Treefort is chill as f$%&. It's an easygoing, grunge-pop party that bubbles over with positive energy. It's the kind of festival where you can disappear into a dark, loud room to dance your heart out, then emerge to see giant puppets grooving in the sunshine....
On this, the international day of canibus, we bring to you a mixtape courtesy of the creators of Desert Daze, a psychedelically-minded festival held in the deserts east of California. Taking place in the aptly-named Mecca, Desert Daze is what you might traditionally come to...
What some of us might call the Pacific Northwest's best music festival -- and maybe the next and more relaxed SXSW -- is Musicfest NW, a multi-day spread across Portland's best venues. Featuring diverse and exceptional booking, we've split our coverage this year between indie staples, unconventional dance acts, and heavy riffers. Over the course of four days, we gush about everyone from Hot Snakes to The Helio Sequence, Mean Jeans to Omar Souleyman, John Maus to Pure Bathing Culture... and many more, including Swans, Beirut, and Chelsea Wolfe, to name a few.
TEXT BY VIVIAN HUA & ERIK BURG; PHOTOGRAPHY BY LYMAY IWASAKI & NATHAN WATTERS
SEE FULL FESTIVAL RECAP & PHOTO GALLERY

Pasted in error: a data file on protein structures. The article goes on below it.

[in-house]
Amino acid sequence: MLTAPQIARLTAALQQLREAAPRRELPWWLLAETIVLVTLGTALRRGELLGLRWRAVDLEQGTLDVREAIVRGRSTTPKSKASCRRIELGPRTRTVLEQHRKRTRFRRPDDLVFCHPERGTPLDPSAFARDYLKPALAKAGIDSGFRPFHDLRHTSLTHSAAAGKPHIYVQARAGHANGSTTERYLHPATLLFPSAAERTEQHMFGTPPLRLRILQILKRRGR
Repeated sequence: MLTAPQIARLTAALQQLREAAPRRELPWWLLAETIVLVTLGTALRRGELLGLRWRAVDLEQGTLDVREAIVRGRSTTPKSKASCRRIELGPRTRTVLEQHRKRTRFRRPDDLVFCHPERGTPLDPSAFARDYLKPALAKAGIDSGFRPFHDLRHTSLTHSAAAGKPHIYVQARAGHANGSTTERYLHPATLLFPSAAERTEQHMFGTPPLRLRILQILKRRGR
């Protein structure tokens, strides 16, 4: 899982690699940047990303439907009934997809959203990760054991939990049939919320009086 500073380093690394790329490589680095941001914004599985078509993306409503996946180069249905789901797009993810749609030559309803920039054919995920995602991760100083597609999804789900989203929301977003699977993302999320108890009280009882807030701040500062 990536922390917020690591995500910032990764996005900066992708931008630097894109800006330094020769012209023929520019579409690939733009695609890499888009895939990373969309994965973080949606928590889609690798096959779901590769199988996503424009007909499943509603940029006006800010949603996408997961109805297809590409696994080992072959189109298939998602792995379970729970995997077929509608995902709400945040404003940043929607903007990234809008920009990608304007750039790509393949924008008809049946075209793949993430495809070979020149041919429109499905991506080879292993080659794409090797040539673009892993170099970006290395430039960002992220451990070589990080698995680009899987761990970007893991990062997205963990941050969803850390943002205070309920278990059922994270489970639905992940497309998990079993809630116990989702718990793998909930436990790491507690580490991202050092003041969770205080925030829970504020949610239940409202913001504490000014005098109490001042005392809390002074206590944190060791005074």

When Red Fang’s beardy, Pabst-swilling selves took the stage at Roseland Theater, the crowd thundered with a hand-clapping, foot-stomping welcome as driving as the band’s opening notes. In a bill consisting of them, Hungry Ghost, and Hot Snakes, Red Fang were easily the crowd favorites of the night. They built off of the unintentionally playful sonics of Hungry Ghost by one-upping similar rhythms and stylistic shifts into much gnarlier and more interesting territory. With every seemingly mediocre or white bread songwriting move came the crust of a more delicious lick; their beastly instrumental slaughtering led to their carving out juicy hunks of musical turkey, next to what had previously been cold and bland deli meat. Red Fang have gained an extensive following locally and beyond in recent years, and the ease with which they toe the line between accessibility and unpredictable manipulation is one main reason. Even those who can’t stand their brand of rock can appreciate that they do what they do with a high caliber of professionalism and an impressive display of confidence. - VIVIAN HUA